Drought Impacts Local Dairy Farmers
Buhl, Idaho (KMVT-TV) Southern Idaho farmers may not be plagued by this year's drought, but it doesn't mean they're not impacted by it.
The severe climate conditions are producing toxins in the corn crop, which many local dairy farmers use as feed.
The U.S. Department of Agriculture has declared sixty–two percent of the nation's farms as drought disasters.
These areas could see crop yields reduced by sixty to one–hundred percent.
"The impact on the corn, the soy beans, the different crops we're consuming is going to show up in our pocket book and it's going to show up in the pocket book of the producer,” said Cam McKenzie, Alltech Ruminant Specialist.
But, as McKenzie explains there's a much larger problem for dairy farmers to be concerned about.
"A micotoxin is a compound that is caused by a mold spore in the grain, or in the forage that's being grown when that forage or grain gets stressed," said McKenzie.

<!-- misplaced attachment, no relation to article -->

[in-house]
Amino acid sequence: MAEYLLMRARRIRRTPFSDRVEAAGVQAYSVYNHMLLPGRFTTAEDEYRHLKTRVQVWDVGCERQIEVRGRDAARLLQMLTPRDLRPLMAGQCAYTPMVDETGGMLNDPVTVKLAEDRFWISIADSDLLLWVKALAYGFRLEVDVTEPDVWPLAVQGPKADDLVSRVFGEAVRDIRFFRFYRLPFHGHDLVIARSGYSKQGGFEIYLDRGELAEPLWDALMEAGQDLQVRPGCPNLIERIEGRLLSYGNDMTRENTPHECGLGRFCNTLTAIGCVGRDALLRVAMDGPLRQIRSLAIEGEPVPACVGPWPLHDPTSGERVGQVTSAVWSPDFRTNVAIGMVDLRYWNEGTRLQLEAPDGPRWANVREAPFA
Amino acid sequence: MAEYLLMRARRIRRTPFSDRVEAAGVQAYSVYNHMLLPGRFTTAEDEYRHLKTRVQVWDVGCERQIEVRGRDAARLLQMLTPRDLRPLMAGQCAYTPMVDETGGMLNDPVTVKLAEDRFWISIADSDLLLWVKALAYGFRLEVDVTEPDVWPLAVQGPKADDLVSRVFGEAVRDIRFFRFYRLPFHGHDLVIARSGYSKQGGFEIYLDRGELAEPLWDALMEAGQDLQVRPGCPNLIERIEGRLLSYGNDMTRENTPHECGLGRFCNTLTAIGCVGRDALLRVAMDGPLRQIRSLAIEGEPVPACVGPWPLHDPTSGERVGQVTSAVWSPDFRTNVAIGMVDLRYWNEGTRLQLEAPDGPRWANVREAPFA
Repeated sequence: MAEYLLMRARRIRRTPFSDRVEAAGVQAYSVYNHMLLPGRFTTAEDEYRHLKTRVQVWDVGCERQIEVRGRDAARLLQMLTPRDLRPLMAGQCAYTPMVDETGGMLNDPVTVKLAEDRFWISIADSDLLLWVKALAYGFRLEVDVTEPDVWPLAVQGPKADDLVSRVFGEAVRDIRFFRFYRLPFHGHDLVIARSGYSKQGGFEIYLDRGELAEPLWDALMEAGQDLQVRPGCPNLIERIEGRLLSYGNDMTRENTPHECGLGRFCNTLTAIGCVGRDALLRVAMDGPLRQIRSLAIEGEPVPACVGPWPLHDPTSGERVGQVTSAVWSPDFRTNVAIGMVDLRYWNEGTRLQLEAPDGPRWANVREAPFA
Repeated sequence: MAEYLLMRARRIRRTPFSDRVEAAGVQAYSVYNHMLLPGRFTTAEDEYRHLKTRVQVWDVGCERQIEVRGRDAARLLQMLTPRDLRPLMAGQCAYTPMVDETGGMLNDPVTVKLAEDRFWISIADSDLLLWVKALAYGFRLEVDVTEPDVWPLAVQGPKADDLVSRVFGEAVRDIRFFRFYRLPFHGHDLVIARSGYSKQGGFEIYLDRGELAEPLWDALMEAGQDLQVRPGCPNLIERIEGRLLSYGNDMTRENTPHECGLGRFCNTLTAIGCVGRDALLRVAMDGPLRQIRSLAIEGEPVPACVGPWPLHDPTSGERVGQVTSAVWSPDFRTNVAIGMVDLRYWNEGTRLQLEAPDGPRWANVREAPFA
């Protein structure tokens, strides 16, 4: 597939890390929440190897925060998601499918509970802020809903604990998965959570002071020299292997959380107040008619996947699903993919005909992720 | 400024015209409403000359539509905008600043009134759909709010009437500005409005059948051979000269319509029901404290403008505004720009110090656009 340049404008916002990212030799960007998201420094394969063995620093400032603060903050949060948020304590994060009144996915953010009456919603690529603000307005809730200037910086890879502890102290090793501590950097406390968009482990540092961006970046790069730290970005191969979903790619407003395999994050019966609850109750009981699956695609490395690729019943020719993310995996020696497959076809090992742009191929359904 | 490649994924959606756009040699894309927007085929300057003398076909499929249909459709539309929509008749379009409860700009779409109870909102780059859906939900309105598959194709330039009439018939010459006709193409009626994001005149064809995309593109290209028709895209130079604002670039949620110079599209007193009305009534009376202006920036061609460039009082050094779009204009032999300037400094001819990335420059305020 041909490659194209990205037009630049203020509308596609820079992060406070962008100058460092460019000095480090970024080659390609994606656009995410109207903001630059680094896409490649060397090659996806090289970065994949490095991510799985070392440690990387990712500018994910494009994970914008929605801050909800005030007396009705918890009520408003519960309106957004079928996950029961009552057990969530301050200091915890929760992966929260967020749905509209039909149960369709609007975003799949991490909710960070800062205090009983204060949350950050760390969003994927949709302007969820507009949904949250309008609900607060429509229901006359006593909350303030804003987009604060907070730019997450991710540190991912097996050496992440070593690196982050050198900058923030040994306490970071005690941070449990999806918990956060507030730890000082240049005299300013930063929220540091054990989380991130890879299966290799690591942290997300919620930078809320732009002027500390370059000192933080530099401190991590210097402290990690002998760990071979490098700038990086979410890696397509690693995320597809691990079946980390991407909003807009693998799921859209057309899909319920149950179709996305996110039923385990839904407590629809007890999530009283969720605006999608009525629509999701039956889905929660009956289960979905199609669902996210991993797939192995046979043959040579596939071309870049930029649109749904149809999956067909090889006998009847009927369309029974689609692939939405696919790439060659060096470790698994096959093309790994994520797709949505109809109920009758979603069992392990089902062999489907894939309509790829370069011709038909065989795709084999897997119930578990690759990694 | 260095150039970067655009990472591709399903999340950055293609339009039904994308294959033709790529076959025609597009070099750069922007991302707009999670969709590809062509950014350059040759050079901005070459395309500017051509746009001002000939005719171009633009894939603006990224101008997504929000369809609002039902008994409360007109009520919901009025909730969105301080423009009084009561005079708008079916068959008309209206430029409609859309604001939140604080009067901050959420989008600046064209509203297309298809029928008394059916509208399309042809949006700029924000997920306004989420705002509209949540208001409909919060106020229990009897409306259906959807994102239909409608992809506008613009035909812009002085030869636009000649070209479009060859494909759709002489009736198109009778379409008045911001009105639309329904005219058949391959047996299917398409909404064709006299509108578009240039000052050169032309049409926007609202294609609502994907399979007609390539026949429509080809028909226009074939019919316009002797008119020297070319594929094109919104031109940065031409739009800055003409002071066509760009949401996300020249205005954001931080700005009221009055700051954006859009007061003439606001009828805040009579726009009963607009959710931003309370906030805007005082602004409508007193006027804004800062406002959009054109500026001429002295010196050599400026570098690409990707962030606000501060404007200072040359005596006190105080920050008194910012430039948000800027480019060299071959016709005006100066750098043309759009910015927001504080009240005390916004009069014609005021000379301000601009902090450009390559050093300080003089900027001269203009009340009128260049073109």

The small compounds affect every organ in an animal's body leading to a variety of health problems.
"Problems with immunity, you can be looking at problems with reproduction. There's one particular micotoxin name Aflatoxin, which is regulated by the federal government as a carcinogen," said McKenzie.
Alltech, an animal health and nutrition company, has a yeast–based product that will protect the cows.
"One of our solutions is taking a part of that yeast cell and using it to bind some of those toxic compounds," said McKenzie.
It's a solution that the Mid–Valley Dairy is familiar with.
"We milk about a thousand cows. We also give the toxin binder to our newborns, so it prevents them from getting sick and they're healthier. It's kind of like a pre–biotic,” said Edie Nunes, Mid-Valley Dairy, Buhl, Idaho.
Even though micotoxins aren't a major concern here in Idaho, the Mid–Valley Dairy isn't taking any chances with its corn silage.
"We use an inoculant that will balance the pHs and the acids in the feed, so that if there's a micotoxin in it neutralizes that product too,” said Nunes.
Micotoxins are difficult and expensive to test for; therefore for Nunes, to err on the side of safety is the only solution.
Dairy farmers with questions about micotoxins can contact Alltech at its Jerome office.